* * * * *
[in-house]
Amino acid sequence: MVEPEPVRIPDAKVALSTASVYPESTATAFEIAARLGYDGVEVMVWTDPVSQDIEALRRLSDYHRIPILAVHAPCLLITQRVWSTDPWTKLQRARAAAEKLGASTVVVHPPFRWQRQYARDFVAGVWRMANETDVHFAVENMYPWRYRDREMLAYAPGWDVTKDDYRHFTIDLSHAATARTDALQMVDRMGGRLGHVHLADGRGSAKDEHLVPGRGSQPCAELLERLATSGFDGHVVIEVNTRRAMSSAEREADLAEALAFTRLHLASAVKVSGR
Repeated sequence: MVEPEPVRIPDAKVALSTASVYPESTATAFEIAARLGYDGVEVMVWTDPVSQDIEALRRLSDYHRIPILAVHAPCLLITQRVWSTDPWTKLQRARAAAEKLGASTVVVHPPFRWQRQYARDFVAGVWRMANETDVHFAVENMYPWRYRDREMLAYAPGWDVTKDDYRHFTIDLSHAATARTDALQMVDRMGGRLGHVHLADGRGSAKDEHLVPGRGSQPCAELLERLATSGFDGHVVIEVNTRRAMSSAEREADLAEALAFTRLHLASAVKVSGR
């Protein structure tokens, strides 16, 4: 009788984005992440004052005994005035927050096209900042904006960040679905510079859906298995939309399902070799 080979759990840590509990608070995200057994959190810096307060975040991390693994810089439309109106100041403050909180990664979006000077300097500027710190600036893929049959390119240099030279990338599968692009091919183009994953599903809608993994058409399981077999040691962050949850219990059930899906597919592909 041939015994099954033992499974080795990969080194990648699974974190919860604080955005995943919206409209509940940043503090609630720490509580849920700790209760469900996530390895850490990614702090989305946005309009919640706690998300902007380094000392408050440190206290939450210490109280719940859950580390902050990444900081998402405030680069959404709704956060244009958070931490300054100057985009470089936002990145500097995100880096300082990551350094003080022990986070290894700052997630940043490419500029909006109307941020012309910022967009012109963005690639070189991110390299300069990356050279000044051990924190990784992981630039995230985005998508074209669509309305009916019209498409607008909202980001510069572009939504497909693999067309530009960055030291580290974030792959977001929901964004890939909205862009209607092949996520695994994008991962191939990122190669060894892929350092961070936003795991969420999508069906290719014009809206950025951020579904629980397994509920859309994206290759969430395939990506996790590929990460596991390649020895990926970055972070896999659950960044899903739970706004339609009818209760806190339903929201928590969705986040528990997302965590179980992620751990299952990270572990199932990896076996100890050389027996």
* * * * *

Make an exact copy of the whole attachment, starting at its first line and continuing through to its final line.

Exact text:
[in-house]
Amino acid sequence: MVEPEPVRIPDAKVALSTASVYPESTATAFEIAARLGYDGVEVMVWTDPVSQDIEALRRLSDYHRIPILAVHAPCLLITQRVWSTDPWTKLQRARAAAEKLGASTVVVHPPFRWQRQYARDFVAGVWRMANETDVHFAVENMYPWRYRDREMLAYAPGWDVTKDDYRHFTIDLSHAATARTDALQMVDRMGGRLGHVHLADGRGSAKDEHLVPGRGSQPCAELLERLATSGFDGHVVIEVNTRRAMSSAEREADLAEALAFTRLHLASAVKVSGR
Repeated sequence: MVEPEPVRIPDAKVALSTASVYPESTATAFEIAARLGYDGVEVMVWTDPVSQDIEALRRLSDYHRIPILAVHAPCLLITQRVWSTDPWTKLQRARAAAEKLGASTVVVHPPFRWQRQYARDFVAGVWRMANETDVHFAVENMYPWRYRDREMLAYAPGWDVTKDDYRHFTIDLSHAATARTDALQMVDRMGGRLGHVHLADGRGSAKDEHLVPGRGSQPCAELLERLATSGFDGHVVIEVNTRRAMSSAEREADLAEALAFTRLHLASAVKVSGR
């Protein structure tokens, strides 16, 4: 009788984005992440004052005994005035927050096209900042904006960040679905510079859906298995939309399902070799 080979759990840590509990608070995200057994959190810096307060975040991390693994810089439309109106100041403050909180990664979006000077300097500027710190600036893929049959390119240099030279990338599968692009091919183009994953599903809608993994058409399981077999040691962050949850219990059930899906597919592909 041939015994099954033992499974080795990969080194990648699974974190919860604080955005995943919206409209509940940043503090609630720490509580849920700790209760469900996530390895850490990614702090989305946005309009919640706690998300902007380094000392408050440190206290939450210490109280719940859950580390902050990444900081998402405030680069959404709704956060244009958070931490300054100057985009470089936002990145500097995100880096300082990551350094003080022990986070290894700052997630940043490419500029909006109307941020012309910022967009012109963005690639070189991110390299300069990356050279000044051990924190990784992981630039995230985005998508074209669509309305009916019209498409607008909202980001510069572009939504497909693999067309530009960055030291580290974030792959977001929901964004890939909205862009209607092949996520695994994008991962191939990122190669060894892929350092961070936003795991969420999508069906290719014009809206950025951020579904629980397994509920859309994206290759969430395939990506996790590929990460596991390649020895990926970055972070896999659950960044899903739970706004339609009818209760806190339903929201928590969705986040528990997302965590179980992620751990299952990270572990199932990896076996100890050389027996």